Two critical data points, released last week, on the face of it make the Indian central bank’s job less difficult than what it has been so far. The wholesale price inflation for October at 7.45% is the lowest since February, much lower than market expectations of 7.9% and September’s 7.81%. What more, the non-food, non-fuel or the so-called core inflation in October dropped to 5.17%, its lowest since May, and down from 5.56% in September.
This, along with a 0.4% contraction in factory output in September compared with a 2.3% growth in August should logically encourage the Reserve Bank of India (RBI) to go for a policy rate cut as inflation is coming down and one does not need any more evidence to prove that growth is slowing in Asia’s third largest economy. India’s gross domestic product (GDP) grew at 5.5% in the first quarter of the current fiscal after registering a nine-year low 5.3% growth in January-March and, if industrial growth is any indication, one is not sure whether the 5.5% GDP growth can be sustained in the second quarter. In the first half of the fiscal, industrial output growth has been just 0.15%, sharply down from 5.1% in the first half of the last fiscal.
Ideally, this data should end RBI governor D. Subbarao’s dilemma on the growth-inflation dynamics, but if one takes a closer look, things are not that simple. The key contributing factor to the drop in wholesale price inflation was 2.2% contraction in the vegetables and food index, as a result of which food inflation dropped 1.25 percentage points from September. There was no change in the fuel and power index and the reasons behind softening of the core inflation were a drop in global commodity prices and appreciation in the value of rupee that brought down the cost of imports.
Nobody knows whether these two factors will remain unchanged. The flood of global liquidity may push up the cost of commodities and the Indian currency has already surrendered most of its gains against the dollar. The local unit, which dropped to its lifetime low of 57.15 against the dollar in June, rose to 51.75 in the first week of October after the Indian government announced a series of reform measures, including opening up of retail and aviation for foreign investments. On Friday, the rupee closed at 55.18 to a dollar.
The other worrying factor is that the August inflation figure has been revised sharply from 7.55% provisional estimate to 8.1%. So, there is no guarantee that the October inflation figure would not be revised close to 8%. Also, at 7.63%, the average inflation in the first seven months of the fiscal is much beyond RBI’s comfort level.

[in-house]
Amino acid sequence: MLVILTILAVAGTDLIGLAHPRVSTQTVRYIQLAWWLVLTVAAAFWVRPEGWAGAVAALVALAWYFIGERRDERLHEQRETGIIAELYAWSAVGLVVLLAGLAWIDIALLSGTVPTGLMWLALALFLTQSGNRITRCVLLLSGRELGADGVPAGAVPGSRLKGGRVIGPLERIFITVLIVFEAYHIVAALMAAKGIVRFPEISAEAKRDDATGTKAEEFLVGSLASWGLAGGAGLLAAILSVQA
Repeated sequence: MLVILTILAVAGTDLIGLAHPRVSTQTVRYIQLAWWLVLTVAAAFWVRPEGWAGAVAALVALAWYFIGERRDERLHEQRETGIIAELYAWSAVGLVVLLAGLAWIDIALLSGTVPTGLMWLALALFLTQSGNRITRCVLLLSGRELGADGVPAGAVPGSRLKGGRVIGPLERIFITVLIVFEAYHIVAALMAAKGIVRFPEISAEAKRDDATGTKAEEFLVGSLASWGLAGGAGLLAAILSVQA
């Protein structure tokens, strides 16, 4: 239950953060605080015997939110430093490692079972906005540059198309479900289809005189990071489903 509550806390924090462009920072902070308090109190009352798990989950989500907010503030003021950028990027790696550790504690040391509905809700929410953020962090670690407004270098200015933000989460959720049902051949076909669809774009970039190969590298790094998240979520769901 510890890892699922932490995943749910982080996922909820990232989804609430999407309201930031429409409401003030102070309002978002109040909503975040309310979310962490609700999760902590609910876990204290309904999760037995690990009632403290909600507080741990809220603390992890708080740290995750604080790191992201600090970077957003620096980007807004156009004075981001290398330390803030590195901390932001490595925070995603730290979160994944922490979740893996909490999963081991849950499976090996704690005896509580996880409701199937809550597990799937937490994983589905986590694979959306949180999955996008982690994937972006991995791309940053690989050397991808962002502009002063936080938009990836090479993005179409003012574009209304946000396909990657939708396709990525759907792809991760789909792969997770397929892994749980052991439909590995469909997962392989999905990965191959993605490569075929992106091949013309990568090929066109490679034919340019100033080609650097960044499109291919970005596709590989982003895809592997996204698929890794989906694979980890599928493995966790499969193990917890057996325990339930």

Yet another discomfort for the central bank is high retail inflation, which rose marginally to 9.75% in October from 9.73% in September. Retail inflation in urban India eased in October to 9.46% from 9.72% in September but in rural India it rose from 9.79% to 9.98%. RBI, which had traditionally been focusing on wholesale inflation and particularly core inflation, now keeps a close tab on retail inflation while making its policy decisions.
As if sticky inflation and contraction in factory output are not enough, a record trade deficit is adding to the macroeconomic woes and making the task of the central bank much more difficult. India’s exports fell in October—the sixth month in a row—with shipments declining 1.6% to $23.25 billion in the year-ago period on account of slowing demand in developed markets. But imports rose by 7.4% to $44.2 billion, primarily because of higher oil prices and rise in gold imports. As a result, the trade deficit in October widened to a record $21 billion. In the first seven months of the fiscal, exports shrank 6.2% but imports contracted only 2.7%, leading to a trade deficit of $110.2 billion. At this point, nobody is sure to what extent India’s current account deficit will be lower than last year’s record high of 4.2% of GDP.
Along with widening current account deficit, a rise in the fiscal deficit—beyond the government’s revised estimate of 5.3%—will be no surprise. A lukewarm response to the telecom spectrum auction makes it clear that the government will fall short of its revenue target even though it is hopeful of raising Rs.40,000 crore from the sale of second-generation spectrum sale and another Rs.30,000 from share sale in public sector units. It has not sold its stake in any company so far. High inflation, higher than estimated fiscal deficit, low growth and concerns on twin deficits will continue to haunt RBI, even though it has committed to cut the policy rate in January.
A search committee is on the lookout for RBI deputy governor Subir Gokarn’s successor. It held one meeting last week and is meeting again on Monday. Gokarn’s last day in office is 23 November. He came to Mint Road in 2009 with a three-year term. I hear that the constitution of a search committee does not automatically disqualify Gokarn for another term. If the committee is convinced, he can get another stint at RBI, or someone else could replace him. There is nothing wrong in forming a search committee to identify a suitable deputy governor, but why does the government have to wake up so late for such a critical appointment? The committee was constituted roughly three weeks before Gokarn’s term ends. Will it be able to complete the process before 23 November? If indeed a new person is chosen, it will take a while to complete all formalities. And even if Gokarn is chosen for reappointment, there will probably be a gap between his last day at RBI and beginning of a new tenure if they follow all formalities. It’s just not funny.
Tamal Bandyopadhyay keeps a close eye on everything banking from his perch as Mint’s deputy managing editor in Mumbai. He is the author of A Bank for the Buck, a book on HDFC Bank.